Saturday, October 06, 2007

Chinese Learning Process, Level One: Infrastructure

Following on from a previous blog entry, I'm going to continue to kick my analogy with software engineering process while it's down. Let's start with the layer that I call Infrastructure. In software, the tools and libraries that populate this layer are such things as source code repositories, build scripts, dependency management tools and continuous integration engines, as well as less concrete things like internal standards on project directory structure and granularity.

WAIT! Don't go away. I'm done with the techobabble.

What these tools do is give a basic workbench on which something may be built. My Chinese language workbench is these days composed almost entirely of Chinesepod, augmented by reading other learners' blogs, and occasionally indulging in a little grammar on the side.

This lowest layer of the pyramid is the necessary-but-not-sufficient condition for being productive and creating something of quality. Pretty much all students will have constructed this layer for themselves. But if this is all you have as far as process is concerned, then you have a reduced chance of learning well and quickly. It's just the starting point and there are more wrong turns from here than right ones (even allowing for multiple 'right' directions). It's like having a car and a track, but no idea of the race line, no pit-stop strategy, no tyre choice, no team instructions (tip of the hat to this weekend's Shanghai F1 race). But I'll write more on the other layers in later blog entries.

What constitutes a good choice in Infrastructure? Something that you don't have to think too much about. Something that serves you, rather than something that you have to continually service. It should be an almost invisible workbench, that makes the tools visible to you when you need them, then fades into the background again. It should remove as much drudgery as possible, automate what can be automated, and above all, it must be stable and broad enough to support the layers that come next (hopefully this will become clearer from later blog entries).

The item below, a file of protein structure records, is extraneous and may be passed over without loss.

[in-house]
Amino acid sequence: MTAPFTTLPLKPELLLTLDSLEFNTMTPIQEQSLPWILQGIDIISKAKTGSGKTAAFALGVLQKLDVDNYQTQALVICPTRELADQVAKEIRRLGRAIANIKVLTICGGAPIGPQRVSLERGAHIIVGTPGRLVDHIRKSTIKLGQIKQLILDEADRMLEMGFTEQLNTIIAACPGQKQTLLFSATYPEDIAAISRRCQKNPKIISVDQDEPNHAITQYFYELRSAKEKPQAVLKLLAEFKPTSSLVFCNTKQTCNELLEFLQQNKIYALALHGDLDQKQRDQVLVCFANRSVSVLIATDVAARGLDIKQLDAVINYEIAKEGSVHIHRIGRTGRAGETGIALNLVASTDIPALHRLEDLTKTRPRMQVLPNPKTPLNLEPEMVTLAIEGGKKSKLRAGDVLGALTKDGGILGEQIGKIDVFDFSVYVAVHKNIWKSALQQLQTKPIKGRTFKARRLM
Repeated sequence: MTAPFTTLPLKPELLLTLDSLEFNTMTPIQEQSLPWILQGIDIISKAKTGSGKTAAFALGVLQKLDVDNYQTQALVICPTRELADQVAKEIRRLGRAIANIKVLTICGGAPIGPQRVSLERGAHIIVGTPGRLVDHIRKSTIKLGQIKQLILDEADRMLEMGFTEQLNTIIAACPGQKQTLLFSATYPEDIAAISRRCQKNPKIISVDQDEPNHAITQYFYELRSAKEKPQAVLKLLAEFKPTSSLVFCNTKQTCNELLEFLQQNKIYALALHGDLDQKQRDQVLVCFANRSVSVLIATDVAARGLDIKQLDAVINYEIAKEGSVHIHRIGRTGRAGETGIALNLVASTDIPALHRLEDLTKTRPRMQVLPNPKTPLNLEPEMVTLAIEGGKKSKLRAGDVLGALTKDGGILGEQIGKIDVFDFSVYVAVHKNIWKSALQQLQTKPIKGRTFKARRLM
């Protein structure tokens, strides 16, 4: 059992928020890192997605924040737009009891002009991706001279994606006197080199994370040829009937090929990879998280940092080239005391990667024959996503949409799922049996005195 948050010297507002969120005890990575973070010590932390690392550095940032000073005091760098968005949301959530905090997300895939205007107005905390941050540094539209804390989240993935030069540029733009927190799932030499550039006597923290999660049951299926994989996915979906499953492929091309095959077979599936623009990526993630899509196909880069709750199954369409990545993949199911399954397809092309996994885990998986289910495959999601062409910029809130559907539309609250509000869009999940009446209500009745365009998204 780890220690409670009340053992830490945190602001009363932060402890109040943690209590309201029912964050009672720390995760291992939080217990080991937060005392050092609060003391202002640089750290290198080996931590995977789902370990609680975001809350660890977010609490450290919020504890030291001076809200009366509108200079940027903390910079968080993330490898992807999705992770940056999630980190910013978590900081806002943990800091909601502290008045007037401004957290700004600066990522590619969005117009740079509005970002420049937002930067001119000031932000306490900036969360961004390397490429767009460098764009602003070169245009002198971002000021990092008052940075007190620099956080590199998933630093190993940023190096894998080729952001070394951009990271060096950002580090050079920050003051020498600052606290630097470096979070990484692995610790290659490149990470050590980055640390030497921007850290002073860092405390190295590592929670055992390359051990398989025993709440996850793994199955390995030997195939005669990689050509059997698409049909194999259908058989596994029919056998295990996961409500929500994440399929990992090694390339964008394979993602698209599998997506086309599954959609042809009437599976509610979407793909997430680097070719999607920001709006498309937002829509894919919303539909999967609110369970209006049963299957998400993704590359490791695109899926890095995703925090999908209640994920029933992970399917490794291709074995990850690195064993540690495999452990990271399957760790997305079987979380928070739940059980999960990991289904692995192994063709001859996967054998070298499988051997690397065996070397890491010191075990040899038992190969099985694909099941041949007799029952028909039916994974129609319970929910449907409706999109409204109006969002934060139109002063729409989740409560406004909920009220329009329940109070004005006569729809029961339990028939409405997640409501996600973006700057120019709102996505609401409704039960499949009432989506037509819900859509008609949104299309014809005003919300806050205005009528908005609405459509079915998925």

I've outsourced my Infrastructural needs almost entirely to Chinesepod. In this build-or-buy decision, the alternative would have been to get my hands on a whole bunch of learning material, integrate it with a selection of teachers (assuming they were both available and compatible), store new vocabulary by hand (and generate flashcards and memory games from them), cross-reference the lessons with other lessons based on topic, vocabulary and level, and then constantly keep developing the workbench to make it more complete and more invisible.

My guess is that I wouldn't have any time left to actually learn much Chinese.


Chris said...

I think the software analogy works better than the oft quoted "learning a musical instrument" analogy (which seems to fall down in so many places).

It is worth remembering the hardware that is our brain. To some extent we are stuck with the place where the fruits of our build will execute. However there is no harm in doing things like attempting to improve our memory. Some people say "I can't do it the easy way I am a visual learner". There is no harm in brain training a little to remove this apparent impediment.

Bottom line, if you haven't got enough umph in the hardware then you are not going to be able to serve up language in real time (especially if running on J2EE / Java EE ;))

Brendan Lawlor said...

Hi Chris,
The analogy I'm trying to make is not so much with software as with the process of writing software. I'm comparing how we might go about learning a language with how we go about developing software. I might just as easily have chosen how we go about producing widgets in a productive and quality way (I just chose software as this is my own particular compentancy).

I think that we all posess the necessary combination of hardware and software required to learn a language - it's part of our biological endowment (and luckily not based on Java EE technology ;-) ).

How we go about using that innate capacity dicatates to a large extent the quality of the results of any attempts we make. And that 'how' is what I'm feebly trying to express in these recent entries.

owshawng said...

Can you ask your tutor to do some lessons based on your hobbies or interests? Like learning to discuss football, rubgy, cooking, hiking, etc, whatever you like to do for fun when you are not learning chinese?

Brendan Lawlor said...

Sure - my tutor is very flexible in this, both in terms of lesson content and in methodology. In fact these days, my study partner and I pretty much set the content ourselves.

But more on that later.